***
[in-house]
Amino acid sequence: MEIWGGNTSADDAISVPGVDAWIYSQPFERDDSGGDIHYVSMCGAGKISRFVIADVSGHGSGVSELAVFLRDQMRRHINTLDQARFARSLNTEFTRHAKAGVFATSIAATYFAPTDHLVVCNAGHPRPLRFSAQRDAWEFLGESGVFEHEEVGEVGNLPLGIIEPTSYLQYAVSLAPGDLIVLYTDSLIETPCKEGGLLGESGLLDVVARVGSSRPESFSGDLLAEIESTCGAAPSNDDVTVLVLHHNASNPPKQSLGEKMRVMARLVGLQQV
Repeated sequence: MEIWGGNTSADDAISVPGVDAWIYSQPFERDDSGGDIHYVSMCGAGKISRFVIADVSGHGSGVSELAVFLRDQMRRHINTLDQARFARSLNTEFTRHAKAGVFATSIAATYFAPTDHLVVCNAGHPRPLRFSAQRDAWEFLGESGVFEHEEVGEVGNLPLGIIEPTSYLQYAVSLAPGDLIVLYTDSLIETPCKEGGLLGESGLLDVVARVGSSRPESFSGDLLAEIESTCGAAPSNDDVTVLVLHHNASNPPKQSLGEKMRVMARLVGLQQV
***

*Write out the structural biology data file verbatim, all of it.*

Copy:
[in-house]
Amino acid sequence: MEIWGGNTSADDAISVPGVDAWIYSQPFERDDSGGDIHYVSMCGAGKISRFVIADVSGHGSGVSELAVFLRDQMRRHINTLDQARFARSLNTEFTRHAKAGVFATSIAATYFAPTDHLVVCNAGHPRPLRFSAQRDAWEFLGESGVFEHEEVGEVGNLPLGIIEPTSYLQYAVSLAPGDLIVLYTDSLIETPCKEGGLLGESGLLDVVARVGSSRPESFSGDLLAEIESTCGAAPSNDDVTVLVLHHNASNPPKQSLGEKMRVMARLVGLQQV
Repeated sequence: MEIWGGNTSADDAISVPGVDAWIYSQPFERDDSGGDIHYVSMCGAGKISRFVIADVSGHGSGVSELAVFLRDQMRRHINTLDQARFARSLNTEFTRHAKAGVFATSIAATYFAPTDHLVVCNAGHPRPLRFSAQRDAWEFLGESGVFEHEEVGEVGNLPLGIIEPTSYLQYAVSLAPGDLIVLYTDSLIETPCKEGGLLGESGLLDVVARVGSSRPESFSGDLLAEIESTCGAAPSNDDVTVLVLHHNASNPPKQSLGEKMRVMARLVGLQQV